Intro: Winter biking is something special with potential surprises and adventures waiting just around the next corner. Snow and ice may hinder the progress forcing you to work harder along otherwise simple sections or even forcing you to walk. The low temps require specific clothing and accessories. Here at Twenty Nine Inches we have decided to share with you a few of our favorite pieces – things that have helped us get more enjoyment out of winter riding – each one after their requirements and needs.
We know comfort is something very subjective and personal and with the multitude of offerings in functional bike wear we ask you not to perceive this little series of articles as a “Best-Of” list, but merely as a personal collection of items we found that worked for us. You may be able to apply some of it to your needs or not, but we hope you find this informative and useful.
Guitar Ted’s Gear
When riding in the Mid-West of the U.S.A., one must be prepared to deal with a very wide range of conditions in Winter. One day can be 50°F and the next can be in the teens with a below zero wind chill. Of course, we also can get copious amounts of snow and ice. These sorts of conditions can present several challenges for the cyclist who wishes to be out doors year round.
For my list, I am including a few extra peices since the kit is ever in flux to meet current conditions. I broke up the list into sections, so it will be easier to show everything I use, (well- almost everything!)
On the bottom half I usually layer starting with my wool “long johns” by Omni-Wool. (Middle of image above) You will notice that I do not use a chamois or traditional cycling short in really cold weather. Personal preference there. For me, it’s another layer that doesn’t keep me warm or block wind, it just collects perspiration in all the wrong places in cold weather. The Omni-Wool’s thin layer moves perspiration off my skin and keeps me warm. Next I use a thermal tight, (left in image above), if it is really cold, (which for me is anything below 25°F, your needs may vary), and this keeps the perspiration moving to the outside layer while also being a warm, insulating layer. This particular tight is from Trek. Many times I will cycle with a pair of Dickies twill pants for an outer layer, but here I am showing you the Zoic Blackmarket Pant, which we just reviewed here. I have come to enjoy it as an outer layer for Winter. It seems to do a decent job blocking the wind, yet does breathe a bit, keeping me dry. Finally, on the feet I typically use at least one pair of thick, wool socks. For really cold weather, I will add these Sock Guy long wool/polypro socks. Then my feet go into my Keen Brixen boots, (not shown), and my feet are ultra toasty even at really low temperatures. (Note: Keen no longer offers the Brixen, but their Summit County II is quite similar)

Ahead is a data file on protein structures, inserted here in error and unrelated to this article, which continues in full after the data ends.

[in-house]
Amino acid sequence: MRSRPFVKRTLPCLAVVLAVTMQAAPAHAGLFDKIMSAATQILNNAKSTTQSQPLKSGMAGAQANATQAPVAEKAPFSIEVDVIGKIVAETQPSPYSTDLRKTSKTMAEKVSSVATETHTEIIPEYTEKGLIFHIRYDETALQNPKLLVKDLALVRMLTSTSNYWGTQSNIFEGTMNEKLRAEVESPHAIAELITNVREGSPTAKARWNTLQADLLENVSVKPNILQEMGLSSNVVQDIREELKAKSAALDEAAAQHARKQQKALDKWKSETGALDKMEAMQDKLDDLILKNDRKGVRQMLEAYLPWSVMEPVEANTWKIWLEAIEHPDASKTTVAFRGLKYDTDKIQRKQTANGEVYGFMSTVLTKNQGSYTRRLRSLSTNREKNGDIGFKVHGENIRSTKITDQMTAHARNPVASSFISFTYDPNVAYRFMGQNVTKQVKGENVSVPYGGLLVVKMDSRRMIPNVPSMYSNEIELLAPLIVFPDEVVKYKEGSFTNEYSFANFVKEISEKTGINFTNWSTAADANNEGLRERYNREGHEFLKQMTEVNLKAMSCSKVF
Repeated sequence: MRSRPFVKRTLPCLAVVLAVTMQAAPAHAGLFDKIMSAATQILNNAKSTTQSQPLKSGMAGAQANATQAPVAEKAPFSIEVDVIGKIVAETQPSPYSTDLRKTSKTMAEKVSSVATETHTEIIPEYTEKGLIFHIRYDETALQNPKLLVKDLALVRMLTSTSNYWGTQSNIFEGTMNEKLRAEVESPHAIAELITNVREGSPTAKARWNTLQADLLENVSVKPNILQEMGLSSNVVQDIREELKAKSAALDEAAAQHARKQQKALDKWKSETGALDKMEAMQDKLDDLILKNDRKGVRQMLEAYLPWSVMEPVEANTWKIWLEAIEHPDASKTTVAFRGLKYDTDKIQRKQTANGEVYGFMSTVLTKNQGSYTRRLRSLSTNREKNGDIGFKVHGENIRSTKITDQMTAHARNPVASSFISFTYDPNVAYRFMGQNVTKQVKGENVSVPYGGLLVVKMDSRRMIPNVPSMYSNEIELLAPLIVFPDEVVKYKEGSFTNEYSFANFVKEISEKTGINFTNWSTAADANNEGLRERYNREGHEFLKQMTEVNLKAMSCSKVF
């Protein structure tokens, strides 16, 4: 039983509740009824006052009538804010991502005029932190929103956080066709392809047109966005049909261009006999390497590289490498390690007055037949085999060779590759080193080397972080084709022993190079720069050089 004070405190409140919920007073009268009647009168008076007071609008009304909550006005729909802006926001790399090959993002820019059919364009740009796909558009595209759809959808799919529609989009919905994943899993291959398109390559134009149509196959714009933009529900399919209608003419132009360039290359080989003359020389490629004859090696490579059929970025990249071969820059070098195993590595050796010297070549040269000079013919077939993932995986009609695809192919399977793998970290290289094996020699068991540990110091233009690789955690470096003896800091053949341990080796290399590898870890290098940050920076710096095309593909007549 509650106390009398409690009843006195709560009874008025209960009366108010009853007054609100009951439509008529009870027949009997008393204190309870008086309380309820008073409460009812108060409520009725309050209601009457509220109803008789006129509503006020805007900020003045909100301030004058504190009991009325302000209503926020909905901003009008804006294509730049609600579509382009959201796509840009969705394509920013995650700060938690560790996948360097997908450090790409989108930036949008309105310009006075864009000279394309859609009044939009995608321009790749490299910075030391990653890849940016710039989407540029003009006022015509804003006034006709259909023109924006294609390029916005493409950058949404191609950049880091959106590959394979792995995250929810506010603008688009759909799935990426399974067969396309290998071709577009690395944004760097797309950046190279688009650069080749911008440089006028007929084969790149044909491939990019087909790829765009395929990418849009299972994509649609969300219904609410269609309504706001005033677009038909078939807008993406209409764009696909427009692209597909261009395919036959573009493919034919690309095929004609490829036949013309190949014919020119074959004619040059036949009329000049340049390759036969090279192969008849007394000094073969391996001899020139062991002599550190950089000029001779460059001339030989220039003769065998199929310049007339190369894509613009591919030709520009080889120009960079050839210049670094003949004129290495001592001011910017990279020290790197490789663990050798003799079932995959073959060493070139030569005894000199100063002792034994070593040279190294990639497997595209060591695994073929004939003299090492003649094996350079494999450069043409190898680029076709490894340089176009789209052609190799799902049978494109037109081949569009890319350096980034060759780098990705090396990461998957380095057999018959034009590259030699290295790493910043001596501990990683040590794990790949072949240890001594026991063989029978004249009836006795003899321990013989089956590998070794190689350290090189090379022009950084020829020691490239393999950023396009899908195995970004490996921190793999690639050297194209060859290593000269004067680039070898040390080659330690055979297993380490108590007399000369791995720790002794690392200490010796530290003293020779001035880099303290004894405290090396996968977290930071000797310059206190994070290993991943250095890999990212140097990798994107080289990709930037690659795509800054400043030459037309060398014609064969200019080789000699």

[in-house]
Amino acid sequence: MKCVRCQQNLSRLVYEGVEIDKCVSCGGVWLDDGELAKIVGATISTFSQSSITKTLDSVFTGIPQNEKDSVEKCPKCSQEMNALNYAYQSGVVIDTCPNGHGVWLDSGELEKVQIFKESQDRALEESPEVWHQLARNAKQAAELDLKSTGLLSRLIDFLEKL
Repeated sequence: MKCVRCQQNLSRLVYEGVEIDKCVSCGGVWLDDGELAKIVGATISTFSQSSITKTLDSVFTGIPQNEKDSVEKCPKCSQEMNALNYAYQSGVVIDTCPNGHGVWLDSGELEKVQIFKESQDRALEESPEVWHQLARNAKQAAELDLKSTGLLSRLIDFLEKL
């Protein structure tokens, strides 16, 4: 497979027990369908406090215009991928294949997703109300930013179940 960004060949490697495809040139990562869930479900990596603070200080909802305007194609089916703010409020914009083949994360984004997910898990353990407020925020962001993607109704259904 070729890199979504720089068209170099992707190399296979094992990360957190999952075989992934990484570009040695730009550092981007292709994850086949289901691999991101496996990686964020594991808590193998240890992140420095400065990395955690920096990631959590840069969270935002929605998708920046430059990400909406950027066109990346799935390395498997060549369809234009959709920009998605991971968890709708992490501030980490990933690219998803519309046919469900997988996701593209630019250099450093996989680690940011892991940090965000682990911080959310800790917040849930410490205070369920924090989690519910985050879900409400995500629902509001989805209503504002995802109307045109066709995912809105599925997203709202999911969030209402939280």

I mix up my kit for the upper body depending on wind conditions. This is my set up if it gets raw and windy out, and I can cycle comfortably down into the 0°F range before wind chill with this. On the right I have a Craft Pro Zero Windstopper base layer. This wicks really well, but the wind stop fabric on the front prevents my core from getting chilled while the rest of the top is allowed to breathe and wick. Next up is an old Nike hooded thermal jersey, (middle). You can find similar jerseys now from other companies. This absorbs perspiration off the base layer and transports it to my outer shell. The hooded part of the jersey goes on the head and covers up the sides of the face quite nicely. One could use a balaclava, but I can’t stand the claustrophobic feeling of a balaclava, so those are not for me! The outer shell, (left), is my new Bontrager Thermal Windblock Jacket. This has some nice pockets, and does a great job breathing while preventing wind from reaching my core. During a recent fat bike event, I rode 65 miles comfortably in this set up, and the jacket was soaking wet with perspiration afterward.
If things are not so windy, I will opt for a wool get up, and depending on how cold it is, I may use all, or just a couple of the following layers. The base layer here is always a traditional cycling jersey. Over that I use a Twin Six Woolie. It keeps me pretty toasty down to the upper 30°’s if the wind is calm. If it gets colder, I will go with a Twin Six Merino Hoodie for additional warmth. To keep the wind out, if there are some breezes, I will use the aforementioned Bontrager jacket, or like winter outer layer.
For the head, I will wear a helmet if the temperatures are over 25°F and if it isn’t really windy. In that case, the hood of the thermal jersey or the Twin Six merino hoodie goes on first. Or I may go with the cap on the left. This is a Walz “Ear Flap” wool cap. If the wind and cold are too much, I ditch the helmet and use the hood and put on my hand made Polar Fleece cap made for me by a kindly lady I once knew. (You’ll have to source your own! ) The combination of the hood and thermal properties of my hand made cap are no match for wind and cold down to below zero temperatures.
For the hands I will mix it up with something like either the Answer Strike or Sleestak, (reviewed here) depending on how cold and windy it gets. The Strike works well down to 30°F for me, then I switch over to the Sleestak with the addition of some SmartWool Liner Gloves if the temps get really low.
That’s about it for my kit with the only thing missing here being eyewear, which when riding in snow is very important. I like something polarized and dark, even if it is cloudy, because snow can reflect a lot of light.
Hopefully that helps get your thoughts going on how you can roll in Winter if you live in a very cold climate. Next up will be Grannygear and c_g with their own unique look at what it takes to ride in Winter where they live. Stay tuned…….